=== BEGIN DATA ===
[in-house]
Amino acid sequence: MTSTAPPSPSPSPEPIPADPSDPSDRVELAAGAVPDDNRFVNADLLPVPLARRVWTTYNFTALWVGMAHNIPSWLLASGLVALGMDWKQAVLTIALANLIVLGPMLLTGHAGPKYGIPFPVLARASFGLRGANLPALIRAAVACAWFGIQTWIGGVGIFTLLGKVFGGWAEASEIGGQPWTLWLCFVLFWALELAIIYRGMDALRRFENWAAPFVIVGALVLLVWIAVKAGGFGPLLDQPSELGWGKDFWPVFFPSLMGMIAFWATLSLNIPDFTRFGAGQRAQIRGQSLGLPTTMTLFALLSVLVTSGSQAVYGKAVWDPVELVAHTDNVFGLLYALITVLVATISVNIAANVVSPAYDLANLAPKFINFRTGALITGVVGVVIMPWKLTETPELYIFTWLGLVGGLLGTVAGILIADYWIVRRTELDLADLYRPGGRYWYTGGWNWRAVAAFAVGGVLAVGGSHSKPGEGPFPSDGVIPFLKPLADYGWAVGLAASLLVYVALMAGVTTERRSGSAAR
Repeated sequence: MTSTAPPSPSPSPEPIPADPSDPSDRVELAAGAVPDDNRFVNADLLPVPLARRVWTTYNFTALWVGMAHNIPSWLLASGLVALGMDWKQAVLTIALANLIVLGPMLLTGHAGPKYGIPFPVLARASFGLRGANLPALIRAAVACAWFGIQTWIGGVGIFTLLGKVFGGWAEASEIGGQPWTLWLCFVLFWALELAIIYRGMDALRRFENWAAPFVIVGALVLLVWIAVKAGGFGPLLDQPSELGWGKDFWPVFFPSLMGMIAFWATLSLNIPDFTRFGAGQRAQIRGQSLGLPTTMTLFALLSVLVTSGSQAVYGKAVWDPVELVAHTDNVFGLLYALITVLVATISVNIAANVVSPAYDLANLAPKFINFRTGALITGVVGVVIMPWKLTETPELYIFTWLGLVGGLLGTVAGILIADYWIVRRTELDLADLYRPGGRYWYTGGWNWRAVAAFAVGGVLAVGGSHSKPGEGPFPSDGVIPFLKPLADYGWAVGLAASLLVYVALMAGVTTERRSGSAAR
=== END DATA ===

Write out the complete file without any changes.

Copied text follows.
[in-house]
Amino acid sequence: MTSTAPPSPSPSPEPIPADPSDPSDRVELAAGAVPDDNRFVNADLLPVPLARRVWTTYNFTALWVGMAHNIPSWLLASGLVALGMDWKQAVLTIALANLIVLGPMLLTGHAGPKYGIPFPVLARASFGLRGANLPALIRAAVACAWFGIQTWIGGVGIFTLLGKVFGGWAEASEIGGQPWTLWLCFVLFWALELAIIYRGMDALRRFENWAAPFVIVGALVLLVWIAVKAGGFGPLLDQPSELGWGKDFWPVFFPSLMGMIAFWATLSLNIPDFTRFGAGQRAQIRGQSLGLPTTMTLFALLSVLVTSGSQAVYGKAVWDPVELVAHTDNVFGLLYALITVLVATISVNIAANVVSPAYDLANLAPKFINFRTGALITGVVGVVIMPWKLTETPELYIFTWLGLVGGLLGTVAGILIADYWIVRRTELDLADLYRPGGRYWYTGGWNWRAVAAFAVGGVLAVGGSHSKPGEGPFPSDGVIPFLKPLADYGWAVGLAASLLVYVALMAGVTTERRSGSAAR
Repeated sequence: MTSTAPPSPSPSPEPIPADPSDPSDRVELAAGAVPDDNRFVNADLLPVPLARRVWTTYNFTALWVGMAHNIPSWLLASGLVALGMDWKQAVLTIALANLIVLGPMLLTGHAGPKYGIPFPVLARASFGLRGANLPALIRAAVACAWFGIQTWIGGVGIFTLLGKVFGGWAEASEIGGQPWTLWLCFVLFWALELAIIYRGMDALRRFENWAAPFVIVGALVLLVWIAVKAGGFGPLLDQPSELGWGKDFWPVFFPSLMGMIAFWATLSLNIPDFTRFGAGQRAQIRGQSLGLPTTMTLFALLSVLVTSGSQAVYGKAVWDPVELVAHTDNVFGLLYALITVLVATISVNIAANVVSPAYDLANLAPKFINFRTGALITGVVGVVIMPWKLTETPELYIFTWLGLVGGLLGTVAGILIADYWIVRRTELDLADLYRPGGRYWYTGGWNWRAVAAFAVGGVLAVGGSHSKPGEGPFPSDGVIPFLKPLADYGWAVGLAASLLVYVALMAGVTTERRSGSAAR